Women More Strategic in Charitable Giving Than Men


NEW YORK (MainStreet) — While MainStreet has done plenty of legwork to help you choose a charity that needs some holiday help or that uses donations to feed the hungry, a new study from Bank of America suggests that the research may be lost on men.

The study found that women are much more strategic when it comes to charitable giving, taking the time to research organizations and budget for donations before they write any checks. Ultimately, however, women are more apt to give when they feel personally connected to a charity.

Among the report’s top-ranked reasons for donating to a particular nonprofit, women cited personal experience with a nonprofit (82% of women versus 73% of men) and the organization’s ability to communicate its impact (46% of women versus 32% of men) as top factors that motivate them to give.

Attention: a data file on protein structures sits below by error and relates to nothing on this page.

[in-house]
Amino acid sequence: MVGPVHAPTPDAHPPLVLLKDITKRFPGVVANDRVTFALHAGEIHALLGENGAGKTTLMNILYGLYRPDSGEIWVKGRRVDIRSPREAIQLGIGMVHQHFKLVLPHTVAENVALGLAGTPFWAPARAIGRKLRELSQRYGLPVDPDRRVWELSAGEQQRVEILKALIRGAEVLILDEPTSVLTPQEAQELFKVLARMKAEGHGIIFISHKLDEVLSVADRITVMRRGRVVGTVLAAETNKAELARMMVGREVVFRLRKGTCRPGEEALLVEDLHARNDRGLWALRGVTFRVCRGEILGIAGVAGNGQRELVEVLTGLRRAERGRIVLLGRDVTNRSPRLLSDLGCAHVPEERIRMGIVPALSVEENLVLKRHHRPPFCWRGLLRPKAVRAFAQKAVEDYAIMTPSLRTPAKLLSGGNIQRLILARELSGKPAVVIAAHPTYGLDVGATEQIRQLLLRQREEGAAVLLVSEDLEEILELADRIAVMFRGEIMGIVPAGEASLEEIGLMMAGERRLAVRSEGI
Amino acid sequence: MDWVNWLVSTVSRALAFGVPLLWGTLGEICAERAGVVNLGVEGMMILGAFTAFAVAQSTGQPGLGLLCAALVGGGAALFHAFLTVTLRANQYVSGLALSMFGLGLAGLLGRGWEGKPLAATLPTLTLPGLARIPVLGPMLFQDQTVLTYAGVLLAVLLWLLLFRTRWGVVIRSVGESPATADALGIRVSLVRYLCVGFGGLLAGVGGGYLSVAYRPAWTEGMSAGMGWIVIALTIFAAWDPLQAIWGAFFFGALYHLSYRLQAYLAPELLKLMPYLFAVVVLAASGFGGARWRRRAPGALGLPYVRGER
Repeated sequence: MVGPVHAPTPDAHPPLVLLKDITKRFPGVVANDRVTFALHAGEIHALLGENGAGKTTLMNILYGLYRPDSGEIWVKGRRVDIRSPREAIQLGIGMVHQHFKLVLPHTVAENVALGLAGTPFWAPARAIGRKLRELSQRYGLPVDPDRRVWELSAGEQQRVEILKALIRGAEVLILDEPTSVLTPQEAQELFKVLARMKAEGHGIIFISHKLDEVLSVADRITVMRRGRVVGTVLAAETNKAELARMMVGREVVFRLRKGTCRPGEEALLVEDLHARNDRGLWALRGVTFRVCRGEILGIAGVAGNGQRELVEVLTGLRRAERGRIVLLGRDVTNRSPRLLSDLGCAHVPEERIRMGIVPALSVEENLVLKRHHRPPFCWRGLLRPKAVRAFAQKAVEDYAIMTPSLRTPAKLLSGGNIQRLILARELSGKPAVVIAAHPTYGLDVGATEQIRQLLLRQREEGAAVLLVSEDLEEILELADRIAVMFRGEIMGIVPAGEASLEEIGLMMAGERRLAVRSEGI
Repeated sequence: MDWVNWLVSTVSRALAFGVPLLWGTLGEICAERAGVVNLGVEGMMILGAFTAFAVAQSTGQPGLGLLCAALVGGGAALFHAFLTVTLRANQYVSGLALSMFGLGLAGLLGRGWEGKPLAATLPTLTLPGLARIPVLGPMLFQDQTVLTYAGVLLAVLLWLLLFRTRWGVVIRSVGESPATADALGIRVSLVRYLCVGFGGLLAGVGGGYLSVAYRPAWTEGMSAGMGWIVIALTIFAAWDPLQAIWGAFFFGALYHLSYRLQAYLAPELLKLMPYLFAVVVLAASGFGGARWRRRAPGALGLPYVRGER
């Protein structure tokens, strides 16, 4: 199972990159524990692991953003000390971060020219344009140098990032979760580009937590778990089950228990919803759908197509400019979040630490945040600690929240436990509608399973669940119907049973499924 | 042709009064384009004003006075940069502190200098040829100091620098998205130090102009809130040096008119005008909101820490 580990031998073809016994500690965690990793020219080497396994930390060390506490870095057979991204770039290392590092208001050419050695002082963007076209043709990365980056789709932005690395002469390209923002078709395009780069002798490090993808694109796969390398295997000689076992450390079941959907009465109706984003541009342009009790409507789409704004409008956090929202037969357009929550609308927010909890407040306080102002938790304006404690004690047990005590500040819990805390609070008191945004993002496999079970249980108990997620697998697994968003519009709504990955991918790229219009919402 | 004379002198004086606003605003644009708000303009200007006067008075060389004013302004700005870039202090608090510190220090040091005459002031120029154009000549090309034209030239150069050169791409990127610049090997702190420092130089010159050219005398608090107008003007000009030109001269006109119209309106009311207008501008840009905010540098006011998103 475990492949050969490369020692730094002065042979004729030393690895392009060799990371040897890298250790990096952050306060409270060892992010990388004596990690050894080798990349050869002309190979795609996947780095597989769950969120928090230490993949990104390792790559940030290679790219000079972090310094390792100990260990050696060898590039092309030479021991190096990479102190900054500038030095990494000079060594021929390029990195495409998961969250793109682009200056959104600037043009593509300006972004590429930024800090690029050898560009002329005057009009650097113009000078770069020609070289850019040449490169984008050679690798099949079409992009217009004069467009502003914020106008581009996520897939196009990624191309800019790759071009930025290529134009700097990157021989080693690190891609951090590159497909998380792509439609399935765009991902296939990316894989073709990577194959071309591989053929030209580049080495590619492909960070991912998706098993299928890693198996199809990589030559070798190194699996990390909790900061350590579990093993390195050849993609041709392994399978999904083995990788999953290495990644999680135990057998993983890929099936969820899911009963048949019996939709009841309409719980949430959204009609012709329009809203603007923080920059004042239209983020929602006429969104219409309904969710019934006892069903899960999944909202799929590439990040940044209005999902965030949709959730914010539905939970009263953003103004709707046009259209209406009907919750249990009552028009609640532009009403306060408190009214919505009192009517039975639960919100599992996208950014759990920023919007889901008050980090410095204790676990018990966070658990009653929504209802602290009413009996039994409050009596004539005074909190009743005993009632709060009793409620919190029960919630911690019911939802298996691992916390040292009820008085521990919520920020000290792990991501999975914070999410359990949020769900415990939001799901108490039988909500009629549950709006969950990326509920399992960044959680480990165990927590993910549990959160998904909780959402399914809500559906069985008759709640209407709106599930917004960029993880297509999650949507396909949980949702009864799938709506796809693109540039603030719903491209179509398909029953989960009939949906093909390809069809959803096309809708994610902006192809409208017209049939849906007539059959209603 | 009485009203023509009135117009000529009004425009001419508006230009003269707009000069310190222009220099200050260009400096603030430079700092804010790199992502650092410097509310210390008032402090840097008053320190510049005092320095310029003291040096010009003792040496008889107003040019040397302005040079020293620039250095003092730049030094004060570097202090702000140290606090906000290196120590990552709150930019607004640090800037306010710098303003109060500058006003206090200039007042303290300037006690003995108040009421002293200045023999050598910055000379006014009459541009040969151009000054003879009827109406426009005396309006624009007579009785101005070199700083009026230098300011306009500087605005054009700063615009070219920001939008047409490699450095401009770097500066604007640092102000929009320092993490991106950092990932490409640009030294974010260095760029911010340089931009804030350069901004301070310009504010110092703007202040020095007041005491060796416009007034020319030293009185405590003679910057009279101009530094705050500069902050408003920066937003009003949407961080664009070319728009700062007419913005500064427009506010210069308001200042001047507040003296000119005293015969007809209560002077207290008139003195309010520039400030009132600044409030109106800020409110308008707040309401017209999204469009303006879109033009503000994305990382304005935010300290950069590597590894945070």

Men, on the other hand, are much more likely to simply give to the same charity year after year, the study found. They’re also less inclined to donate as a way to set an example for young people (43.6% of women versus 25.1% of men).

The study, meant to establish charitable giving patterns among affluent women, is based on interviews with 911 people (628 men and 283 women) who give more than $10,000 a year to charity.

The results indicate that nonprofit organizations interested in retaining both their affluent male and female donors should refrain for from being overly pushy, as too-frequent solicitations and inappropriate monetary requests were cited by both genders as a primary reason for cutting a charity off. 

Still trying to figure out which organization to donate to this year? Check out MainStreet’s look at 10 Great Charities That Need Holiday Help!

—Jeanine Skowronski is staff reporter for MainStreet. You can reach her by email at Skowronski.jeanine@thestreet.com, or follow her on Twitter at @JeanineSko.

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